The five best laptops for medical students:
|Storage, CPU||256 GB (or 512 GB) SSD Storage, M1 Chip|
|Display||13.3-inch LED-backlit Retina display, 1600p resolution|
|Weight||2.8 pounds (1.27 kilograms)|
|Battery Life||up to 15 hours|
|Features||HD camera with advanced image signal processor, Fanless design, secured with fingerprint sensor|
Pros: The Macbook Air is thin and lightweight, “blazing” fast, durable, and has an extended battery life. Check out the reviews on Amazon. If you charge it fully, the laptop will last all day. It is one of the best laptops for medical students and should cover most all of your needs. If you attend medical school in the United States, you are likely to find that many of your peers use a Macbook Air (or a Macbook Pro).
Cons: The laptop lacks a CD drive, which some users prefer, and the OS operating system could pose an issue. Some medical schools use exam software that may not compatible with certain versions of OS (but even if this is the case, there are workarounds such as Bootcamp). If you are looking to hook up more than one external monitor to your laptop, consider that the M1 chip can only accommodate one (though this is not unusual for a laptop). The M1 chip may also have compatibility issues with certain software. The web camera is arguably of a sub-par quality and some owners may not like the keyboard.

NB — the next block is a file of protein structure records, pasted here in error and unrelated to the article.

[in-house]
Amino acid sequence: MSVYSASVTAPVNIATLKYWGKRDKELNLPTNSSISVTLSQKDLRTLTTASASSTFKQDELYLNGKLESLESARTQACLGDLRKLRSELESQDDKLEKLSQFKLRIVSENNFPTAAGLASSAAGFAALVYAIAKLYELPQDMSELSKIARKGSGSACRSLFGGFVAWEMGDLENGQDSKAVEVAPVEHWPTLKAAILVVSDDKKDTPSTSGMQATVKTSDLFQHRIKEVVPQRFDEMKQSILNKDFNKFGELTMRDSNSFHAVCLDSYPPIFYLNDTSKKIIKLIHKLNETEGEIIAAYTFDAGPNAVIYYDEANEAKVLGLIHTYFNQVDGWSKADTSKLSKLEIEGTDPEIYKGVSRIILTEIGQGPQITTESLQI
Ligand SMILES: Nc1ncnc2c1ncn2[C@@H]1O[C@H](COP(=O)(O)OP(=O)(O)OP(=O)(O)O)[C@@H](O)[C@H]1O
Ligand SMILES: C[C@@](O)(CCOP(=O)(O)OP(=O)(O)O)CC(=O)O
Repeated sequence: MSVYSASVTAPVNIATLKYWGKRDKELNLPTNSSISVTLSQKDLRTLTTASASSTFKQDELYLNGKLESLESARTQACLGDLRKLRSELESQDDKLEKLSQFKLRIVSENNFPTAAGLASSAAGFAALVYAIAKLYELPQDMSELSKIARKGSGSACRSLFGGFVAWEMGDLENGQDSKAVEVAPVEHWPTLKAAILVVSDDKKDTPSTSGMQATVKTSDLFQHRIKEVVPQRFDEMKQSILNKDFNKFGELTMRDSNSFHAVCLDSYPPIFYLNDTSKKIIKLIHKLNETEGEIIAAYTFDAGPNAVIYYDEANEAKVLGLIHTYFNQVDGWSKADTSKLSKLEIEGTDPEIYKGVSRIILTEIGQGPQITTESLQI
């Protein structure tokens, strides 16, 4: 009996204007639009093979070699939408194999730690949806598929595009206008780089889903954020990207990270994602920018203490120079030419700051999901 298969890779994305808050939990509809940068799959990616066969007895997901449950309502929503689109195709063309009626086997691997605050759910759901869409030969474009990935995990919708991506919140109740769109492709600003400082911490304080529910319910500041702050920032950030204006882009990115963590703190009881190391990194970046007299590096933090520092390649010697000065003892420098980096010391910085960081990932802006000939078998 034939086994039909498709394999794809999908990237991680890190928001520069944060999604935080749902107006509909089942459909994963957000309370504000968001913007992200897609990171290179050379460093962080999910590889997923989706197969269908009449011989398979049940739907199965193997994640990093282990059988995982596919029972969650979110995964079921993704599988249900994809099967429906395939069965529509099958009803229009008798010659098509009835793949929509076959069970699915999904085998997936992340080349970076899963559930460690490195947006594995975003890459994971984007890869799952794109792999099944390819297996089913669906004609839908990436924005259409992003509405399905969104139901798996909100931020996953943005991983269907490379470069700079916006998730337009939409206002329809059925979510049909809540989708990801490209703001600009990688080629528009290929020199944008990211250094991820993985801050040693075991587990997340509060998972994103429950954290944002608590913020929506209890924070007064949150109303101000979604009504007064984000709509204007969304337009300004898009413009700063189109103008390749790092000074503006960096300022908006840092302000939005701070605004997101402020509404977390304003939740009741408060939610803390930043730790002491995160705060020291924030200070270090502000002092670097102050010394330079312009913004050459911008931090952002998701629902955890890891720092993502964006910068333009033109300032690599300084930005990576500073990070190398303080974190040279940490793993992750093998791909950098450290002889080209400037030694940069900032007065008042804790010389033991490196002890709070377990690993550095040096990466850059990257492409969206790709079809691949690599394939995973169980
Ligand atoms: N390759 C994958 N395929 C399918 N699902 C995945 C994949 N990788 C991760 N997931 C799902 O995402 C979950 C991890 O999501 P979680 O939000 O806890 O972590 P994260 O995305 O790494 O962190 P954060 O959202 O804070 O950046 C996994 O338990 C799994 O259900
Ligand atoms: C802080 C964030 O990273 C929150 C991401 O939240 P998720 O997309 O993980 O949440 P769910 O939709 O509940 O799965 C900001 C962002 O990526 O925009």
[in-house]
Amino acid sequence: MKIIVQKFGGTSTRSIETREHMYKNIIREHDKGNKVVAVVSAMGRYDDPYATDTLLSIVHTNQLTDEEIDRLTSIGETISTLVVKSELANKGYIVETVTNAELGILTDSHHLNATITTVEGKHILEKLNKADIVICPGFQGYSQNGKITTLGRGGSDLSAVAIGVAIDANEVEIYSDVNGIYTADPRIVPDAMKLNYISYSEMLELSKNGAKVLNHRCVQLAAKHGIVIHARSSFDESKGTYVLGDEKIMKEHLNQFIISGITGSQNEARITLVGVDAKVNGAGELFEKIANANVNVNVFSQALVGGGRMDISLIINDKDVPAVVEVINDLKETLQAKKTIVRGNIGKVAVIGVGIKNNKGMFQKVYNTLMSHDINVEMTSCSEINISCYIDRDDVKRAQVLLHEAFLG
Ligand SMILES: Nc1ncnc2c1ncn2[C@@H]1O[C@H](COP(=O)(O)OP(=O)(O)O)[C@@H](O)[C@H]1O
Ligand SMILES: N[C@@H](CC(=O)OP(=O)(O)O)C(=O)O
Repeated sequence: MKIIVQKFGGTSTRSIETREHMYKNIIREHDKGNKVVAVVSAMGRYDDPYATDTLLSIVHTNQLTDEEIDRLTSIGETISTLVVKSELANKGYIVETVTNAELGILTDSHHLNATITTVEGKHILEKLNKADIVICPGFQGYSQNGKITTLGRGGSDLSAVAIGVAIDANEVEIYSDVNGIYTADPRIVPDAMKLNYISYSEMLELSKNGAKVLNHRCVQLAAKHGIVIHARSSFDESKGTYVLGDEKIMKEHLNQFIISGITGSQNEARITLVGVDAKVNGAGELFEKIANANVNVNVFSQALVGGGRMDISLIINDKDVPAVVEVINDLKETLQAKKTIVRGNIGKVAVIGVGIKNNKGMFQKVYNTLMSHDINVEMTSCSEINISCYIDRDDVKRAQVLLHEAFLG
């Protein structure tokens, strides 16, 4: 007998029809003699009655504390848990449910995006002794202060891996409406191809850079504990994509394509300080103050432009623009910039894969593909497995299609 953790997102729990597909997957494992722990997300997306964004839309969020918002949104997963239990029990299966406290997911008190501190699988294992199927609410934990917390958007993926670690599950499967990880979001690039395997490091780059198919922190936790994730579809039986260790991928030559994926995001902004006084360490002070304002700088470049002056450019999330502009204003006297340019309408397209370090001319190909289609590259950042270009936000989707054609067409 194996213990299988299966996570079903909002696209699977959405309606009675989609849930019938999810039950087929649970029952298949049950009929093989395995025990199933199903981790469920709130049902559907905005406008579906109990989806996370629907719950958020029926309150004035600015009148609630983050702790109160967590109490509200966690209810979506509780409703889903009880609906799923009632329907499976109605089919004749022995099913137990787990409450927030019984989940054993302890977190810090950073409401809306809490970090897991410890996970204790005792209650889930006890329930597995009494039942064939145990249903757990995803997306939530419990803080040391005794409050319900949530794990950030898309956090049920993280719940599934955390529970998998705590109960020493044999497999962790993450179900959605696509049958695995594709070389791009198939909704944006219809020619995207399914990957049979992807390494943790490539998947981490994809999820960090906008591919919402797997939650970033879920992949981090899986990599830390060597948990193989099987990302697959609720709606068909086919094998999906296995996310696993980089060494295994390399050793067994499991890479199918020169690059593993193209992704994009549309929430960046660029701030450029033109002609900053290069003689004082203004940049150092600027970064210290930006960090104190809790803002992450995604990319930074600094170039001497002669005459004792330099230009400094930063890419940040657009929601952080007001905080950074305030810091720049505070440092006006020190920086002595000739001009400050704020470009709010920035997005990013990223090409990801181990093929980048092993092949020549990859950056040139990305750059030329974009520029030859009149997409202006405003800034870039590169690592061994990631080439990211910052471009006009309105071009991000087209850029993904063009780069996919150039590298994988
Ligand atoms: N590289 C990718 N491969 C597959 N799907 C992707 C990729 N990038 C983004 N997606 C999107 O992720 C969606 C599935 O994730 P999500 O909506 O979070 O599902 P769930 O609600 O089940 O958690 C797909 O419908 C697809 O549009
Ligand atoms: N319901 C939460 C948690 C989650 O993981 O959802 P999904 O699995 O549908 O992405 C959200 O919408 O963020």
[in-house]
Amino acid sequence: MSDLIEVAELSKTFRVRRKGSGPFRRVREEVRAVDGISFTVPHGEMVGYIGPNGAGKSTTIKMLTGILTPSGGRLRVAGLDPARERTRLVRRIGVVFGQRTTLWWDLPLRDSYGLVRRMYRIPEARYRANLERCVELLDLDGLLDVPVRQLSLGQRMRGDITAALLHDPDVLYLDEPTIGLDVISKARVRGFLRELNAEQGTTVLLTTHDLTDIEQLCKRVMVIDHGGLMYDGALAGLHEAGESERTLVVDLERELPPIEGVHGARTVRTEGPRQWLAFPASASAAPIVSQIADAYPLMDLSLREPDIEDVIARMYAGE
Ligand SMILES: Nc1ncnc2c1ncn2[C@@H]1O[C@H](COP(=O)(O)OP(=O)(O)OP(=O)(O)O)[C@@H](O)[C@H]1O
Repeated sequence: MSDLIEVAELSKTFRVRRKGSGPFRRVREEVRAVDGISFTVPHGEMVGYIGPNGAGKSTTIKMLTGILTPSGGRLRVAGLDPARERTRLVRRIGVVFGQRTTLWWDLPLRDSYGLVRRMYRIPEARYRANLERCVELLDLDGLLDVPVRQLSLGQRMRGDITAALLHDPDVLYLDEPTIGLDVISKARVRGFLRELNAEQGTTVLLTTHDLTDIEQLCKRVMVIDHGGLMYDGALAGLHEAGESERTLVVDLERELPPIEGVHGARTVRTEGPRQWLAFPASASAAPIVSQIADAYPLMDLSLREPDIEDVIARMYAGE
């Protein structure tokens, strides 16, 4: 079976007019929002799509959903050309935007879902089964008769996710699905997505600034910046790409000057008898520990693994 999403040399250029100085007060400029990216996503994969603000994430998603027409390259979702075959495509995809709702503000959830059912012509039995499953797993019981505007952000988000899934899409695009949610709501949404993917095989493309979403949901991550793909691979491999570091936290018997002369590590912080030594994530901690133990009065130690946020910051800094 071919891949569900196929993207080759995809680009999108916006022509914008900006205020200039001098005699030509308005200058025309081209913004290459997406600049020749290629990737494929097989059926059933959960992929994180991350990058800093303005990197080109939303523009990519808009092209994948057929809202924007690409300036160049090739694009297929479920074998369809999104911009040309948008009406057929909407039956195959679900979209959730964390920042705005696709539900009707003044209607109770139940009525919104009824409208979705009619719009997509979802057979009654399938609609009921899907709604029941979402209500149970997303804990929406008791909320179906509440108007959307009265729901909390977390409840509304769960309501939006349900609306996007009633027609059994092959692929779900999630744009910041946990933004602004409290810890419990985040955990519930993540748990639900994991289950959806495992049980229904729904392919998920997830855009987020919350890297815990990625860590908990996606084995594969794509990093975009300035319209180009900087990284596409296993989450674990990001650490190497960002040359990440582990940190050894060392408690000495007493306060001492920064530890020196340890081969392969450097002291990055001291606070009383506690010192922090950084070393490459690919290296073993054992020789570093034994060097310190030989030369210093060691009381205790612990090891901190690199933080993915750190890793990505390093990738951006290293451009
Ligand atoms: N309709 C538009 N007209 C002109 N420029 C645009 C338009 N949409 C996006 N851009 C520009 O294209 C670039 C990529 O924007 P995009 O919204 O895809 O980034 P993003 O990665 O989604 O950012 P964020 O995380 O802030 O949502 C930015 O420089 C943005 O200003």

Check out reviews and the current price of the Macbook Air on Amazon. While we have linked to the most recent version (at the time of this writing), older versions may work just as well (and save you some money).
2. HP Pavilion x360 (Two-in-One)
|Storage, CPU||256 GB (or 512 GB) SSD Storage, Intel processor (i3, i5, i7)|
|Display||14-inch display, 1080p resolution|
|Weight||3.55 pounds (1.61 kilograms)|
|Battery Life||up to 13.75 hours|
|Features||Touch screen, Two-in-One (can transform into a tablet)|
Pros: Though the HP Pavilion x360 is slightly heavier than the Macbook Air, it is not bulky and has an alternative feature that adds a lot of value: its ability to serve as a two-in-one laptop (a laptop that can transform into a tablet). As a result, the HP Pavilion x360 is both a laptop and a giant tablet (14 inches in diameter). A responsive touch screen (with good color balance, contrast, and brightness) and ability to rotate 360 degrees make this laptop useful for hand-writing digital notes and more. The hardware of the laptop is of a high quality and it has “snappy performance” – it boots in 3 seconds (note: this is from personal experience. It’s the laptop that I own and use as a medical student.) The onboard speakers sound nice and the track pad works well.
Cons: The screen is glossy. This means that, while it provides enhanced visuals, it can be difficult to view in bright light such as direct sunlight. If you prefer to study outside, consider investing in a glare screen protector.
Collectively the HP Pavilion x360 is arguably one of the best laptops for medical school. Check out reviews and the current price of the HP Pavilion x360 on Amazon.
|Storage, CPU||512 GB SSD Storage, AMD processor|
|Display||15.6-inch LED-backlit anti-glare LCD display, 1080p resolution|
|Weight||3.30 pounds (1.50 kilograms)|
|Battery Life||up to 8 hours|
|Features||HD webcam, SonicMaster stereo speakers, 802.11ac wireless connection, fingerprint login security|